VMWare recently released Fusion 2.0 beta for the Mac, which we’re all desperately looking forward to. When you rely on stable software to earn your living, it’s not always a good idea to jump in to the latest beta releases with wild abandon. Unfortunately, the latest stable release (1.1.3) has some known problems with the latest releases of several Linux distros built on newer kernels that came out after the Fusion release. And guest OSes with no VMWare tools are not fun to use.
I’ve played around with Linux a little on other’s machines, but I’ve never installed it myself or really tried to use it on a day-to-day basis. So, ready to take the plunge, I decided to install it in a virtual environment so that I could easily switch between it and all of my Windows-based tools and applications that I use for my editing duties. Keep in mind that I’m an editor (translation: English major), not a tech person, and will claim only a reasonable amount of tech savviness as a user.
QEMU is a generic and open source machine emulator and virtualizer. When used as a machine emulator, QEMU can run OSes and programs made for one machine (e.g. an ARM board) on a different machine (e.g. your own PC). By using dynamic translation, it achieves very good performances.
If you want to Mount NTFS VMware Virtual Disk Image (vmdk) read/write follow this procedure. Vmware server comes with a little utility to mount the VMware virtual file systems called vmware-mount.pl. This utility works pretty well but mounts all NTFS partitions as Read Only!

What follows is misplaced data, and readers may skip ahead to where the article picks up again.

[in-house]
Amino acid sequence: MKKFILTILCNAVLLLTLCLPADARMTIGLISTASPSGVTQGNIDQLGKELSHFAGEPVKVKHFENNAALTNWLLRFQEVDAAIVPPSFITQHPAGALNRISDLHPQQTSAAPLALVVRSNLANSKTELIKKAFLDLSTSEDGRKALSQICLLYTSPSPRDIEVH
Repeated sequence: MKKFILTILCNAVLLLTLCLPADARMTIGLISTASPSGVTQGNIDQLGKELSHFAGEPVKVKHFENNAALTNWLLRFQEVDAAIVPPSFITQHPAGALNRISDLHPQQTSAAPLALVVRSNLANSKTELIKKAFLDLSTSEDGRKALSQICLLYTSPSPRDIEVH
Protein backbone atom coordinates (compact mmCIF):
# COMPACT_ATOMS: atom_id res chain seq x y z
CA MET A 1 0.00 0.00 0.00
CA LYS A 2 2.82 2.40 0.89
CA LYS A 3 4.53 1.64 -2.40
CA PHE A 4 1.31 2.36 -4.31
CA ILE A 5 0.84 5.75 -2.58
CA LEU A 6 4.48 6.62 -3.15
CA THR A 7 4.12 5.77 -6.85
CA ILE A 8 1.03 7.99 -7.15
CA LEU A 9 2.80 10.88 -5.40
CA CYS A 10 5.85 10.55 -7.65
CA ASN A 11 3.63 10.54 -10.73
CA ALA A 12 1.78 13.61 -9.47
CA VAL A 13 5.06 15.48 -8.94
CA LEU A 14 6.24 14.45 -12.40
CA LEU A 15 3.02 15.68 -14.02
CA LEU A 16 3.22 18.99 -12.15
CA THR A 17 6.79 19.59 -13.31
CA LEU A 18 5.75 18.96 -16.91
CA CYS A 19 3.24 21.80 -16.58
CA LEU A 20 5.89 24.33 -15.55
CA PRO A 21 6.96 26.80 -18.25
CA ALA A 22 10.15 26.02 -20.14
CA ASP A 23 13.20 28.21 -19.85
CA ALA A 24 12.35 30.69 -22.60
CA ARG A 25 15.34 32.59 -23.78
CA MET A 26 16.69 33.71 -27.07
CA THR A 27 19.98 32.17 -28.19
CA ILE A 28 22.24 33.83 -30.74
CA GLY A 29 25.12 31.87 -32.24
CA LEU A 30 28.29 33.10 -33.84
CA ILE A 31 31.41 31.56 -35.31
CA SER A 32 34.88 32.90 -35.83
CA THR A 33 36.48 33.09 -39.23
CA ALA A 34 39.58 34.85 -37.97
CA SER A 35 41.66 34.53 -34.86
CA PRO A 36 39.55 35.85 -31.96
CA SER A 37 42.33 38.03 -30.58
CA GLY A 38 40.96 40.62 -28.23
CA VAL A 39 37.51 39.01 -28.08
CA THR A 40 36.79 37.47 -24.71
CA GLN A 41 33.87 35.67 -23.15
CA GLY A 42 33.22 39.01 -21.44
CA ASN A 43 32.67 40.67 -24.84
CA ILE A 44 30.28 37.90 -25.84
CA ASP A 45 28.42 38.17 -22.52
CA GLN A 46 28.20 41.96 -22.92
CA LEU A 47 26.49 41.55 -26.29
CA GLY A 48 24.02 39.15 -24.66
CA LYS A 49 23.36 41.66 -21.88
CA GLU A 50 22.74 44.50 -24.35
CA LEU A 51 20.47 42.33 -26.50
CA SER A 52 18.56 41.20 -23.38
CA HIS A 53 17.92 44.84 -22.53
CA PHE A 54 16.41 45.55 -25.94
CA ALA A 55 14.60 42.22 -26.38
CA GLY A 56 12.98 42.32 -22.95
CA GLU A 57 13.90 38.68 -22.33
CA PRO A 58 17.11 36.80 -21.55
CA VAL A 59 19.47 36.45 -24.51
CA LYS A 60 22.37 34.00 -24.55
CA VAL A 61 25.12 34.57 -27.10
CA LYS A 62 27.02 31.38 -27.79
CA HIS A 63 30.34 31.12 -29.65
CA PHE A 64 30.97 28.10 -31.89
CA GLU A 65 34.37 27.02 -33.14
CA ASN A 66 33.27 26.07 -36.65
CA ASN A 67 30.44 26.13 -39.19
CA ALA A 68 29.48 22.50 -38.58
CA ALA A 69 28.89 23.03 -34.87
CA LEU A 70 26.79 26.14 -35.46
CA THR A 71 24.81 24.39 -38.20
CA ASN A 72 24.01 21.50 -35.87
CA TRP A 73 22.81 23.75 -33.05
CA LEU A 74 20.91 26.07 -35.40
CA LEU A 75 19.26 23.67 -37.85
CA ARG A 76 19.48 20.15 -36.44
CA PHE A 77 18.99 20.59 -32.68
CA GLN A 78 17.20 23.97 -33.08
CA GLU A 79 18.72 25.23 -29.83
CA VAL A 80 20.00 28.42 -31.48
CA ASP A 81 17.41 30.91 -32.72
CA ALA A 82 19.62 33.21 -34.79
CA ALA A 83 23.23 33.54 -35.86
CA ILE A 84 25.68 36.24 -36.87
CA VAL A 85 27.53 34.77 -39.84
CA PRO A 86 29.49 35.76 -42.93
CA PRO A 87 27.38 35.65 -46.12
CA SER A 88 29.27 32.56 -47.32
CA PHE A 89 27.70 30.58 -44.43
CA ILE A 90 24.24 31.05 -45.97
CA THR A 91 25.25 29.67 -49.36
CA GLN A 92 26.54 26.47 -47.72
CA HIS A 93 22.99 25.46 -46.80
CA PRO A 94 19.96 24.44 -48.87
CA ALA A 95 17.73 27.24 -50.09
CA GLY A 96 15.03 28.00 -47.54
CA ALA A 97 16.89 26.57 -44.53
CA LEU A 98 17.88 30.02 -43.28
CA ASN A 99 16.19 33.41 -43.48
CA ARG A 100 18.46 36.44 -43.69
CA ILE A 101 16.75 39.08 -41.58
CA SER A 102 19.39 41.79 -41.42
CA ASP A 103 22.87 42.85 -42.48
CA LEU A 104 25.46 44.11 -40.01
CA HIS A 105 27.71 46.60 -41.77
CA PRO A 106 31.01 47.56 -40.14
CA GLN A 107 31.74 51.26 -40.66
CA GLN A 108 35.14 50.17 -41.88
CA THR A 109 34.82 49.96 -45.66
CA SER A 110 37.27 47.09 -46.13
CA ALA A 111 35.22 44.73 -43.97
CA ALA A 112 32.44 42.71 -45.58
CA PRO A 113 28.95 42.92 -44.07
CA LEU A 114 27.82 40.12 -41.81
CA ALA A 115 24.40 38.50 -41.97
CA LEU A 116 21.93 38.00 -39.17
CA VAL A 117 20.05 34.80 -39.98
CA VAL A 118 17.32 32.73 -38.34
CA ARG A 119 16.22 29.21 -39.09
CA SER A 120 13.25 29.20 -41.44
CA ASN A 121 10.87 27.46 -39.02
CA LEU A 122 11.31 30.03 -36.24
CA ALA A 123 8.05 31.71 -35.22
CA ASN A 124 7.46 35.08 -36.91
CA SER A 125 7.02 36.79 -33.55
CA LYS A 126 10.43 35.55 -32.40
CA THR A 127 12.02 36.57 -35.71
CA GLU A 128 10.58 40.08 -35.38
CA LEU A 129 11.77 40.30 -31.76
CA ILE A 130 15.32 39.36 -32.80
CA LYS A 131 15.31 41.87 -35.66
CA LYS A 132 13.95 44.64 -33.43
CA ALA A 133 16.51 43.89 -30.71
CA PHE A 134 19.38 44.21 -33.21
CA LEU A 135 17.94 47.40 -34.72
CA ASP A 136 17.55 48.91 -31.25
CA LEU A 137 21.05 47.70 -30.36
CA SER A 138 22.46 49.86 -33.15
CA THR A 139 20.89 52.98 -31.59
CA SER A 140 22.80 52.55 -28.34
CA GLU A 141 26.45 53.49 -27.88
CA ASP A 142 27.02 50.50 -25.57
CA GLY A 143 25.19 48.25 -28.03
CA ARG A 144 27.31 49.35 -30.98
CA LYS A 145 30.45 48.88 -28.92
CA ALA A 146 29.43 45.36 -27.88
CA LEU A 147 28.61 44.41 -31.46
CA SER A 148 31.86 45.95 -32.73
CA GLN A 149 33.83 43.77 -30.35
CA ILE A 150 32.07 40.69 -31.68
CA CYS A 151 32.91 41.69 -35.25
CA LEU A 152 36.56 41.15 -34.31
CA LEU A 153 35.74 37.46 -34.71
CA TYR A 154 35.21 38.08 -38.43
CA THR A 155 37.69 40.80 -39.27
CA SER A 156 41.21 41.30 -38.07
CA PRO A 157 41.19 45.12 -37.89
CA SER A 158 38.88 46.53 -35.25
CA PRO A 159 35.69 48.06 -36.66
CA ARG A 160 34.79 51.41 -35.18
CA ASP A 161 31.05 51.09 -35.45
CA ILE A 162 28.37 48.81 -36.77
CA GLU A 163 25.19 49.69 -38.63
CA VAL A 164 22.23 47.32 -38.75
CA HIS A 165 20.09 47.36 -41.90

This howto outlines the process by which one can set up the Subversion version control system, and have it work in tandem with Trac, the project manager for software development projects, on a server running Ubuntu (or possibly Debian). It is brought to you by Openject Consulting.
A friend had an interesting problem for me to solve; he wanted to know how to turn off his laptop’s monitor without shutting down the system or waiting for it to go off. He wanted to leave it working during the night on the desk in his room, without the light from the LCD bothering him while he slept.
A new release of Ubuntu has just come out, so let's put it through the paces in Virtual PC 2007! First of all, the old install problems (chronicled here) still exist. The Ubuntu installer boots up into 24-bit color, which is not supported by Virtual PC. If you start with the Start Ubuntu in safe graphics mode option, you will be able to see the installer screen just fine (with some ginormous icons), but unfortunately, the mouse is not recognized at all. I really had hoped this would be fixed!